UK watchdog launches probe into makeover of PM's flat

London, United Kingdom: Britain's Electoral Commission on Wednesday announced a formal investigation into how Prime Minister Boris Johnson paid for a lavish makeover of his Downing Street flat, seriously escalating a simmering scandal.

"We are now satisfied that there are reasonable grounds to suspect that an offense or offenses may have occurred. We will therefore continue this work as a formal investigation to establish whether this is the case," the watchdog said.


The Electoral Commission, which regulates party and election finance, has the powers to demand the repayment of questionable donations, levy fines, or ultimately refer investigations to the police for criminal prosecution.

Johnson has been locked in a war of words with his former top aide Dominic Cummings over his coronavirus policies last year and financial dealings.

Cummings, the strategist behind the 2016 campaign for Britain to leave the European Union, quit Downing Street in December under a cloud of acrimony.

He wrote on his personal blog on Friday that Johnson had sought to use potentially illegal donations to renovate his publicly funded Downing Street accommodation, reportedly at a cost of up to £200,000 ($280,000, 230,000 euros).

Johnson, his fiancee Carrie Symonds and their baby son live in quarters above Number 11 Downing Street, which are more spacious than those attached to Number 10.

Johnson's press aides have insisted he has paid himself for any refurbishment beyond an annual government allowance, and that Conservative Party funds are not being used.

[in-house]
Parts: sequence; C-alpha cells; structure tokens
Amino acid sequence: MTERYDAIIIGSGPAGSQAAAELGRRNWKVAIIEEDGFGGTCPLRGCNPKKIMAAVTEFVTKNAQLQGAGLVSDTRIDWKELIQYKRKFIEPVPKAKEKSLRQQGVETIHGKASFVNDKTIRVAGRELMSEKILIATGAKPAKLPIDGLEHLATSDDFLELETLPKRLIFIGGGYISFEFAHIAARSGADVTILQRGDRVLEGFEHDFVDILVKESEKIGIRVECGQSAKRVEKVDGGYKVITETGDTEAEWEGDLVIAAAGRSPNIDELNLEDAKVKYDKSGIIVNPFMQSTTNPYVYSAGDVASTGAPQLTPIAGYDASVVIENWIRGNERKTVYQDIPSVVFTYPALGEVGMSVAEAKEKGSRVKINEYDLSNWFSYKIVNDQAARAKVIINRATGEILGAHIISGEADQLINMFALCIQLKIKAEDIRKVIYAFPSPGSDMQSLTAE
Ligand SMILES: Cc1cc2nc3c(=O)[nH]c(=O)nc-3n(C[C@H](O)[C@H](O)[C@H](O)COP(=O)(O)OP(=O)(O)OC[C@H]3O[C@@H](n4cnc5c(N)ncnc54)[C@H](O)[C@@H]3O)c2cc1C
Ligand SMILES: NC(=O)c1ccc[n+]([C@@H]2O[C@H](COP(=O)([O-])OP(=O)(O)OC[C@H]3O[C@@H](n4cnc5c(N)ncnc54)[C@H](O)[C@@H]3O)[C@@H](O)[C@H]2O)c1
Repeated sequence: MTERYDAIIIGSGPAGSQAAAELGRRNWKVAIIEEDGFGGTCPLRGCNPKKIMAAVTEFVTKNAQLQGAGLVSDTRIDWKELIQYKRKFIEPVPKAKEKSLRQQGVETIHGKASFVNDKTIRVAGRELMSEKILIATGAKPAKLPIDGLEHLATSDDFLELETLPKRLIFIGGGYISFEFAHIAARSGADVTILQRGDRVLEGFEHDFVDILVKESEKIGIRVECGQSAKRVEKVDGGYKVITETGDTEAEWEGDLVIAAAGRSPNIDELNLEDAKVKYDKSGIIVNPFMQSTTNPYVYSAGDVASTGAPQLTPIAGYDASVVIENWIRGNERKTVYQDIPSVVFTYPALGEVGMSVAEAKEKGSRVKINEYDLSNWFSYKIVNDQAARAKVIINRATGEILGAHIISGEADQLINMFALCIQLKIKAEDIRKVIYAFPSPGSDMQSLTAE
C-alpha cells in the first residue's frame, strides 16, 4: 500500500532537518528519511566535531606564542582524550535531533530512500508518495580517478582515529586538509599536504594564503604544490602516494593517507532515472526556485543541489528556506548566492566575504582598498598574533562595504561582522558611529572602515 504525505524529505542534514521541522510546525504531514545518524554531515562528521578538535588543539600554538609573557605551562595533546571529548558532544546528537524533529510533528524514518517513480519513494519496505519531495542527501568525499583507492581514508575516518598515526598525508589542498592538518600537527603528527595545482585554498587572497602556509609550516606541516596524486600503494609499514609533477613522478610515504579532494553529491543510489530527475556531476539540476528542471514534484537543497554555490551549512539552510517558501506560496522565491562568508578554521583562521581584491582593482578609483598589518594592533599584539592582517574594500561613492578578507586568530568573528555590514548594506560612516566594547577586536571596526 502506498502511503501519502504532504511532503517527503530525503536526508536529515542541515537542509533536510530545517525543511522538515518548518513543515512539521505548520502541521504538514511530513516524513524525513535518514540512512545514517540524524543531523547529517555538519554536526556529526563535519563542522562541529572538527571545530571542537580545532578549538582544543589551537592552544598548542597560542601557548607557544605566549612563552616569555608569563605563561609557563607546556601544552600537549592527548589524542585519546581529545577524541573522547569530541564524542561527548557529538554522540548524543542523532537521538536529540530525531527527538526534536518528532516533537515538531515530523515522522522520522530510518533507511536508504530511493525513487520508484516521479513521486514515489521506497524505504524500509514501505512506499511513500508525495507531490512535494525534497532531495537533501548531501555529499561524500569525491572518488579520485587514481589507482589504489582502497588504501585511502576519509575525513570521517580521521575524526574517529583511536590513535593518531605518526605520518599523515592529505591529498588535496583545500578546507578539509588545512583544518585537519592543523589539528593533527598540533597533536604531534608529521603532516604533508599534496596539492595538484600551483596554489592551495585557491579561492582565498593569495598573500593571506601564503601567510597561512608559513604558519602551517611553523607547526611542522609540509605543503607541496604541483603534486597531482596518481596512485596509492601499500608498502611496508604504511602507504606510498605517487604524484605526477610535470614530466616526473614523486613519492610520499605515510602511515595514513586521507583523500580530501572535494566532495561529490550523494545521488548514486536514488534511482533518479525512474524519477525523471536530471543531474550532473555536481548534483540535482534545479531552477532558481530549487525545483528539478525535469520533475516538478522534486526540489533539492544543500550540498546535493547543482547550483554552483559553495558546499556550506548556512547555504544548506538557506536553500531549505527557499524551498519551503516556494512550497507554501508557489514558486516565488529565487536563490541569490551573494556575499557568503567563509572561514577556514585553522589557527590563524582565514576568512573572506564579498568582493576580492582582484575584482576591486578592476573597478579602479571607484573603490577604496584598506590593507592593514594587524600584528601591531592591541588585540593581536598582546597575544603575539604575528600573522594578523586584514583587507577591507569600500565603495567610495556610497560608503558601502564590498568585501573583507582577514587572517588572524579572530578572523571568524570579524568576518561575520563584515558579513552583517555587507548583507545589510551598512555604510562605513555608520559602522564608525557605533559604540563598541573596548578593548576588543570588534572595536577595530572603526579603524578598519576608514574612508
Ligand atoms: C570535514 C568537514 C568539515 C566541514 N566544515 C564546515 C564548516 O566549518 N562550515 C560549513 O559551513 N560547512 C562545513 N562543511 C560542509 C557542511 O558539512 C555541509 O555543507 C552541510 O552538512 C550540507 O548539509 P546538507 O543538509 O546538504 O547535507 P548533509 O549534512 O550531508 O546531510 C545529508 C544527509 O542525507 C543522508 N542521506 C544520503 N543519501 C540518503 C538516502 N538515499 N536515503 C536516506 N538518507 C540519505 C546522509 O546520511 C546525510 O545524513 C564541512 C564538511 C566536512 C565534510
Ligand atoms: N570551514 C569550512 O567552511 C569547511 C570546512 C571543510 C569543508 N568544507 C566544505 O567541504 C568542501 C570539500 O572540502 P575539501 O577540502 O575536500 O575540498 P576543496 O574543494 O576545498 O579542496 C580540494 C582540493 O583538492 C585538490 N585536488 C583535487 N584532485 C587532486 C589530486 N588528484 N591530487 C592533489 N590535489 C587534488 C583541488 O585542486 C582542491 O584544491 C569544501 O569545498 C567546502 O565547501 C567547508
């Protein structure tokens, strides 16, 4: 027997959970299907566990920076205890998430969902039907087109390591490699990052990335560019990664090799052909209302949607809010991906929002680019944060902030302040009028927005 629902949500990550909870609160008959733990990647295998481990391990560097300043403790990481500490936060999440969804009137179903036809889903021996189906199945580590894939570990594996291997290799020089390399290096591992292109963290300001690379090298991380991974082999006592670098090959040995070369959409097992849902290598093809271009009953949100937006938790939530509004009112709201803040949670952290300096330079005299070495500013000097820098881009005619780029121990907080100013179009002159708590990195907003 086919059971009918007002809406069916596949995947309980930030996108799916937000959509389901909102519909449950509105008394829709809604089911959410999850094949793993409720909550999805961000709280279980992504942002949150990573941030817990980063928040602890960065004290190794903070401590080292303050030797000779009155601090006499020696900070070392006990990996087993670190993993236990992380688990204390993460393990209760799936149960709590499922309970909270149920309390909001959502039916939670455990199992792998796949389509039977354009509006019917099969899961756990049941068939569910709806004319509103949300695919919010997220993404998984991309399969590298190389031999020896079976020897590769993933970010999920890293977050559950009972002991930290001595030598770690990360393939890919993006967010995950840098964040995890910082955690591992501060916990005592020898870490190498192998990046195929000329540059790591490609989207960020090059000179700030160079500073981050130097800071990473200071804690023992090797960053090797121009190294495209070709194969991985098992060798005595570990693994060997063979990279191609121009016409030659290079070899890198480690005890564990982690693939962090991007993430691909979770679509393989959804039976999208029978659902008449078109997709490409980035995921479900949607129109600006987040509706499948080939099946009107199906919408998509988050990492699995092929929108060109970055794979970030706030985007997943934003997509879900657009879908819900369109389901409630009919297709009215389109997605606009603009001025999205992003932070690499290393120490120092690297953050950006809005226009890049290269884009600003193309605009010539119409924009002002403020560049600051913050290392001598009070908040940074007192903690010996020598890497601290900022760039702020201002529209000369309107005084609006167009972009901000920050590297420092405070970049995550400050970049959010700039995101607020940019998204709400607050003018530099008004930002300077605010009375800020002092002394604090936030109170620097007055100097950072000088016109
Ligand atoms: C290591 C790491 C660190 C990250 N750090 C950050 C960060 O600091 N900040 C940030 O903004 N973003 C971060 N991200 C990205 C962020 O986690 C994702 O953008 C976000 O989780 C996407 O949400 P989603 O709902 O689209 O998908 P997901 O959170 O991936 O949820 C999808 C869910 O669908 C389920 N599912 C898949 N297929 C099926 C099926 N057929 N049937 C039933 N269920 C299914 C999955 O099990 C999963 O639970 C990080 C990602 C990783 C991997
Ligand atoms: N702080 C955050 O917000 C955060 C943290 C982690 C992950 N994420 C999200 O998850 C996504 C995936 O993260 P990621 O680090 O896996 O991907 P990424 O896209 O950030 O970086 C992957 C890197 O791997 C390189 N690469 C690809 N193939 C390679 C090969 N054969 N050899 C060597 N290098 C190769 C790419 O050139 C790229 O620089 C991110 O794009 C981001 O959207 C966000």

But they have failed to explain if party funds were used initially, amid reports that a rich donor stumped up a donation of £58,000 which was not reported to the Electoral Commission as required by law.

'Bodies pile high'

"We have been in contact with the Conservative Party since late March and have conducted an assessment of the information they have provided to us," an Electoral Commission spokesperson said.

"The investigation will determine whether any transactions relating to the works at 11 Downing Street fall within the regime regulated by the Commission and whether such funding was reported as required."

Opposition parties have seized on the apartment makeover to accuse the prime minister of playing fast and loose with taxpayers' money during the Covid-19 pandemic when the government handed out many contracts with little or no oversight.

Criticism has mounted after it emerged this week that Johnson last year, while the pandemic was still raging in Britain, instructed senior civil servants to look into setting up a charitable trust to maintain the Downing Street complex.

And on Wednesday, a second opposition party demanded his resignation if it is confirmed that he callously dismissed the prospect of thousands more dying of Covid-19.

In a front-page headline on Monday, the Daily Mail newspaper reported Johnson had said he would rather see "bodies pile high in their thousands" than impose a third coronavirus lockdown.

Ultimately, Johnson did order a new round of restrictions in January, and he denies making the remark.

But the BBC and other outlets have quoted sources as confirming he did, and the main opposition Labour party accuses Johnson of lying.

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